Why I’m No Longer Talking to White People About Race
A review of

Why I’m No Longer Talking to White People About Race

A Primer on British Racism

by Patricia Sanders

In 2014, British journalist Reni Eddo-Lodge stopped having conversations with white people about race: They weren’t listening. For those who are listening now, her book offers an essential education on Black history in Britain, structural racism, and what white people can – and should – do about it.

White people, on the whole, resist the topic of racism – and seeing their own complicity in it. Black observers were pointing to the phenomenon long before Robin DiAngelo coined the term “white fragility.” For Reni Eddo-Lodge, white people’s habit of shutting down, interrupting and denying during conversations about race led her, in 2014, to stop having them. In a viral blog post, she asked what purpose there could be in talking with people who weren’t listening.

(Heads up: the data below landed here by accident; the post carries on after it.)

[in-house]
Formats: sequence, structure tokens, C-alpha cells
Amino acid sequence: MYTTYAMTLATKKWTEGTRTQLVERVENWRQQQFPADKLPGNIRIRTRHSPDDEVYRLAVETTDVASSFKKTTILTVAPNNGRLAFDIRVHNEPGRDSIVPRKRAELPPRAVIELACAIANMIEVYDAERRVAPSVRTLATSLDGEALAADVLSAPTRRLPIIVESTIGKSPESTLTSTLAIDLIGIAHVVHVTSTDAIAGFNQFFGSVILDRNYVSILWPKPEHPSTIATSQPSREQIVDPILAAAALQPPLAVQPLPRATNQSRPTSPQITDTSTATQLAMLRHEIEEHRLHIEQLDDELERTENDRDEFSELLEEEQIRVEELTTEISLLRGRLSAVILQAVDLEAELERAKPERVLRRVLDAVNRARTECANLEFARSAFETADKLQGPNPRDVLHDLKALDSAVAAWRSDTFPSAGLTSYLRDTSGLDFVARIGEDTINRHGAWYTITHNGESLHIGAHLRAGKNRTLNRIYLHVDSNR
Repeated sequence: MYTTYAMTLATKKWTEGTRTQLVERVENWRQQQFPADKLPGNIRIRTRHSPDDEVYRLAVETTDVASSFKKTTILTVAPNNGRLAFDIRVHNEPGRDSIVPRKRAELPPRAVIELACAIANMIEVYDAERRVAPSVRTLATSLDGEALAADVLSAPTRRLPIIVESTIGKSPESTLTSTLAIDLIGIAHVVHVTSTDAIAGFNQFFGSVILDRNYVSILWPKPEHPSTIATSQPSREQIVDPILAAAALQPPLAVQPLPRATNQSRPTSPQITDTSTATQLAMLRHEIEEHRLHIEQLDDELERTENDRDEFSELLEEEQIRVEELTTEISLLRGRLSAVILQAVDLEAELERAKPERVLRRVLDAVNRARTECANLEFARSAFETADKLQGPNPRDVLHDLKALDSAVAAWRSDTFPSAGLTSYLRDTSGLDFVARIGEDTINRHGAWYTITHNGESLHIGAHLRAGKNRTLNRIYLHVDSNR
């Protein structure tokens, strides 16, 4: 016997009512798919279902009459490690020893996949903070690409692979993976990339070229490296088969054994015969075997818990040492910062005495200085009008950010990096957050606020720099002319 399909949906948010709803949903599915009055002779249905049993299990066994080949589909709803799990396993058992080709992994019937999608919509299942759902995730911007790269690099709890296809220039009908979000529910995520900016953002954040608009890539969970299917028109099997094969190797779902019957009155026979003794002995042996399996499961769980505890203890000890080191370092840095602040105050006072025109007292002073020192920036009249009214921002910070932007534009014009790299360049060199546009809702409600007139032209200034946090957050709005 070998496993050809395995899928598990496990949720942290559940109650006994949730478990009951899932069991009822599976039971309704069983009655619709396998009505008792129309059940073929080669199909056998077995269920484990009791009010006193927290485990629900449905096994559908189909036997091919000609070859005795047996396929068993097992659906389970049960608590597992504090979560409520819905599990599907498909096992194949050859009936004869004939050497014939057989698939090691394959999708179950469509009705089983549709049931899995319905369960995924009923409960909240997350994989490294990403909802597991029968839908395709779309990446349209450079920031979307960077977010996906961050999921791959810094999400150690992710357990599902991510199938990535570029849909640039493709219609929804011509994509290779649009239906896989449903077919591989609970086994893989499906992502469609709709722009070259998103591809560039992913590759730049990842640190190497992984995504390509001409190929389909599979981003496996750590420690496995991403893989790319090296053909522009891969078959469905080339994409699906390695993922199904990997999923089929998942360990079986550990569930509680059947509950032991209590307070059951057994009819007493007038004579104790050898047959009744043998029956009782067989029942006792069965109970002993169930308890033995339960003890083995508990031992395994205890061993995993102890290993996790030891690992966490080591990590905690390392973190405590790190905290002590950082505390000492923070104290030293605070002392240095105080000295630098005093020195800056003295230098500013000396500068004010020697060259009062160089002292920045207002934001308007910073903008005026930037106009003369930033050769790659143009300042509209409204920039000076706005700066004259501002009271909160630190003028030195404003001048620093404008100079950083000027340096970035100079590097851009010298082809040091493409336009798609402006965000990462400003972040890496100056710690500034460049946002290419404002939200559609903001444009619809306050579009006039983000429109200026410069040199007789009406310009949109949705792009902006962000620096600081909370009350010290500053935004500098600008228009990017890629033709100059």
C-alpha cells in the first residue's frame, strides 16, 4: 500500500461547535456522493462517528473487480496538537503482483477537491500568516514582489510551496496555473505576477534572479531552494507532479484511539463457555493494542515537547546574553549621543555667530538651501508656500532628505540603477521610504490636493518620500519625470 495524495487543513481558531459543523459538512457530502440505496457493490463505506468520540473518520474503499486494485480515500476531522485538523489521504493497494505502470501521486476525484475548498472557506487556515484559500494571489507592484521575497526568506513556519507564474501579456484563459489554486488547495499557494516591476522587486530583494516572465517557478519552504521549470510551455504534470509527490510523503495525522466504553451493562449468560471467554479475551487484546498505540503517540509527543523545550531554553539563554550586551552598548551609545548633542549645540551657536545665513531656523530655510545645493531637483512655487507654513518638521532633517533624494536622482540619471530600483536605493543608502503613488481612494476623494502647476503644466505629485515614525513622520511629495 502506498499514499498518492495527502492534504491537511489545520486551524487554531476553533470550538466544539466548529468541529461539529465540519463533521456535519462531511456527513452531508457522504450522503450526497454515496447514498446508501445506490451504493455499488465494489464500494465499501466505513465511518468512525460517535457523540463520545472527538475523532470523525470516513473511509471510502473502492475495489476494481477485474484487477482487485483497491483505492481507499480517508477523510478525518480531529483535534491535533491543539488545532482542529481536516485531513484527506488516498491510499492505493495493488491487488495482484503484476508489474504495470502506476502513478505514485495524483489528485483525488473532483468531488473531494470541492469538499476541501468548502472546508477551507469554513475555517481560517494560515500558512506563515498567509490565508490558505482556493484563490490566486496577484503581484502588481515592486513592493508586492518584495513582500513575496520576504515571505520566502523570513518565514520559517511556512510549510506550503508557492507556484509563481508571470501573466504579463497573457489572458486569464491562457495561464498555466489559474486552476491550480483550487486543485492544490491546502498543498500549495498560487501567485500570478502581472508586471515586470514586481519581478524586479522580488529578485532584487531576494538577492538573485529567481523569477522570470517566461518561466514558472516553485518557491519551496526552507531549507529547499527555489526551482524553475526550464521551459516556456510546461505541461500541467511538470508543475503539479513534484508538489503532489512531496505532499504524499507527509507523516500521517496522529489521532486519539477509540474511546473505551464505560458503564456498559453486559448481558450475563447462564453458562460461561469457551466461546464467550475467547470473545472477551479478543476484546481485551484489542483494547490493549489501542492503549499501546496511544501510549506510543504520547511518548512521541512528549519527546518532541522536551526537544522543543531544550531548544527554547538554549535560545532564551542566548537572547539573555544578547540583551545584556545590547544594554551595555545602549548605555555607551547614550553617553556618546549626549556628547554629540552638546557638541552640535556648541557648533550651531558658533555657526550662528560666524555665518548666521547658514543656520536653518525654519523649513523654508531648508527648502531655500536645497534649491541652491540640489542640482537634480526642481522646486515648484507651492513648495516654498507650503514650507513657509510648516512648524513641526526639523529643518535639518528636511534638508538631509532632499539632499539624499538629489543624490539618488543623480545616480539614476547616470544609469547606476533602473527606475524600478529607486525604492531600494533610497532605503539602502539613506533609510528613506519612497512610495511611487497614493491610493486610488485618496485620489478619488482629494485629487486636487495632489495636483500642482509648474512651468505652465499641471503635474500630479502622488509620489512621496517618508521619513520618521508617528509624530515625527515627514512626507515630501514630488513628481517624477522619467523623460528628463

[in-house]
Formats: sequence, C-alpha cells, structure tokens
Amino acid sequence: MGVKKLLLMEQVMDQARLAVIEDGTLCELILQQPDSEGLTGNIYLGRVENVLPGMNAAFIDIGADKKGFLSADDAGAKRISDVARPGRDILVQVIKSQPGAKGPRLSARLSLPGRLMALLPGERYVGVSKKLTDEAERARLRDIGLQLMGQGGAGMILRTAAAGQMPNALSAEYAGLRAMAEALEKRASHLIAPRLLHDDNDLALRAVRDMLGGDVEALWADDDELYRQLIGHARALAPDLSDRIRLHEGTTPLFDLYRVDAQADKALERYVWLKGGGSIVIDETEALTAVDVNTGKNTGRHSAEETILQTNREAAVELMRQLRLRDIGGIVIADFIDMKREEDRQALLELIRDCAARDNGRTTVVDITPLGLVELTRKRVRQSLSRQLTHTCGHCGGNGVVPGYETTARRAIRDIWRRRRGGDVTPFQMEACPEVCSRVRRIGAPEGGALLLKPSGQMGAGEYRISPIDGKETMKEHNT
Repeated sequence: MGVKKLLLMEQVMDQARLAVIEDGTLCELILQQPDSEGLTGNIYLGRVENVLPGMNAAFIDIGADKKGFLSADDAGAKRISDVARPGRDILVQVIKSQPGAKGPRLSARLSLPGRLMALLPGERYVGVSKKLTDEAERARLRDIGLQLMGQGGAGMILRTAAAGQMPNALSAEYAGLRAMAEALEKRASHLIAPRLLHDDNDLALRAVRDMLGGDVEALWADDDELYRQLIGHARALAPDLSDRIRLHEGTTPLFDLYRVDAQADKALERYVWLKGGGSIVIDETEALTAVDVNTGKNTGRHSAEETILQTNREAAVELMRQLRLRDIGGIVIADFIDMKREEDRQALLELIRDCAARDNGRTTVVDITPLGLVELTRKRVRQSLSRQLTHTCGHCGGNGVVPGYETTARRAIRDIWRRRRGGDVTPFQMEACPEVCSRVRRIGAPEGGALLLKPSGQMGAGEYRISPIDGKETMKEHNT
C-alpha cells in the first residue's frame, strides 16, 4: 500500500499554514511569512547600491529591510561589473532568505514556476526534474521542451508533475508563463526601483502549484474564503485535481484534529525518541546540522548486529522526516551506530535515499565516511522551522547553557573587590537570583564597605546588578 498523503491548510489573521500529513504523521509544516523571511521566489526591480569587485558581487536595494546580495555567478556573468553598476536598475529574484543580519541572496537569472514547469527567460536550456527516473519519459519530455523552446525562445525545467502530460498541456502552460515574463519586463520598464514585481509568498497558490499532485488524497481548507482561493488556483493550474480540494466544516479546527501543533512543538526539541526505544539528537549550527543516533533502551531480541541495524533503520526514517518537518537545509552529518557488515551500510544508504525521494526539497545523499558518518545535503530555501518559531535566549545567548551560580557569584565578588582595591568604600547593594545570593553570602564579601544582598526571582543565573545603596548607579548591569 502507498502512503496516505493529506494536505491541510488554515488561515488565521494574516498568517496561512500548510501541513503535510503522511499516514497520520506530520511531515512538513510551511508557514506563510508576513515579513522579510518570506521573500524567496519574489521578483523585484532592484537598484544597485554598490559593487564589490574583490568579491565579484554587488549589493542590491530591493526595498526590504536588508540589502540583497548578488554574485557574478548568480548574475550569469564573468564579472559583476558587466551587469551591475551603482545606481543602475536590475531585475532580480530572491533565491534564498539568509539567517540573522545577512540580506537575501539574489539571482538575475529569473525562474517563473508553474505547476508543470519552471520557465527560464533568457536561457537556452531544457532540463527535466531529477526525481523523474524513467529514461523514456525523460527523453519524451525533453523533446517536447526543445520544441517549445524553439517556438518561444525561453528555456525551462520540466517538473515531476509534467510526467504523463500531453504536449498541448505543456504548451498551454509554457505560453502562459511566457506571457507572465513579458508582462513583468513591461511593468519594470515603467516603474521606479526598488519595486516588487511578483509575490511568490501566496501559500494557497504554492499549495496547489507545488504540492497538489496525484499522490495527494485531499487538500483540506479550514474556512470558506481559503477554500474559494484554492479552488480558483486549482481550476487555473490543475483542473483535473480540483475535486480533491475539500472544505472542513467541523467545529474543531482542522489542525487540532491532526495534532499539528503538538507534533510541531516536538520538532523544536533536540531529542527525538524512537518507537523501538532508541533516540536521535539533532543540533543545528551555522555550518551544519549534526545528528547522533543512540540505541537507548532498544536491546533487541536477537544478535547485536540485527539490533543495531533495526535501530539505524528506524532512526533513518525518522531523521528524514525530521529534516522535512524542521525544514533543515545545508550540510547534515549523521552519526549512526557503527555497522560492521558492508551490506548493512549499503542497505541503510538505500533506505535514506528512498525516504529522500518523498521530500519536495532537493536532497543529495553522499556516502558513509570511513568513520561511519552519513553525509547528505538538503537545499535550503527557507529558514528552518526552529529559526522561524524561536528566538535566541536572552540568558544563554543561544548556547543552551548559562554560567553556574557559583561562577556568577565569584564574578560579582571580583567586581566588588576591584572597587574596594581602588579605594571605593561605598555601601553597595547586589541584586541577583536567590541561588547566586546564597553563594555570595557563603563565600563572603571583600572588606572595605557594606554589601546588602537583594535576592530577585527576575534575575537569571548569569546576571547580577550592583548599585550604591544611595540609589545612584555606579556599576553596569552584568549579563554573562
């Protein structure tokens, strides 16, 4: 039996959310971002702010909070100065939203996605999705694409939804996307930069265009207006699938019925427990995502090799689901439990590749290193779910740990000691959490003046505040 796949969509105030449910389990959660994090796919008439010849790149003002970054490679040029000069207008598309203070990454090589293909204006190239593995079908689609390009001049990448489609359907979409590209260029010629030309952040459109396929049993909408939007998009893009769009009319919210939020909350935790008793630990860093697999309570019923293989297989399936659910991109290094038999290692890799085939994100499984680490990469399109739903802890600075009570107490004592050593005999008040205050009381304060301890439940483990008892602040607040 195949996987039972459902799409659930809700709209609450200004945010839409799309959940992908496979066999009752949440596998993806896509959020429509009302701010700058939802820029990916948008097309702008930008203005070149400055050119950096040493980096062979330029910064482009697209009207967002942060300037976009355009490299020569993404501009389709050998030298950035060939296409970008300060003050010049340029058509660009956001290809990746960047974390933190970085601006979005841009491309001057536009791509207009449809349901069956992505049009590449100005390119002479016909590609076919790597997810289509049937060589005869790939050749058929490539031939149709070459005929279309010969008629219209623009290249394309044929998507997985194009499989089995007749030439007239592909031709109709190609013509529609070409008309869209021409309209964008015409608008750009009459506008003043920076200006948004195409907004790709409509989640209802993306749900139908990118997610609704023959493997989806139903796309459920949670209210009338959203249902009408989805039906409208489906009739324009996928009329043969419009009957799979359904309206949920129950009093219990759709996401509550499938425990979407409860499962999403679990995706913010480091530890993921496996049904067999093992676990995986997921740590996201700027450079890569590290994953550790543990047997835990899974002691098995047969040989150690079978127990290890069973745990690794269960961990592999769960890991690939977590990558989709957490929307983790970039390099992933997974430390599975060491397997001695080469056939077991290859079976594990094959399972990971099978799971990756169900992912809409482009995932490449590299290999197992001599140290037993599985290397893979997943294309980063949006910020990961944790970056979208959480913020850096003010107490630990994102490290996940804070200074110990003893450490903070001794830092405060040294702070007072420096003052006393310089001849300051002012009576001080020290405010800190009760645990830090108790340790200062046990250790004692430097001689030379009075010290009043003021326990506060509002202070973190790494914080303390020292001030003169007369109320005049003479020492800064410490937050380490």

The Risks of Talking About Race

Eddo-Lodge points out that, for Black people, any discussion of racism with white people can turn perilous. Black people who talk with white people about race risk reprisals – professional or personal – and the possibility of being labeled as angry, a troublemaker or a bully.

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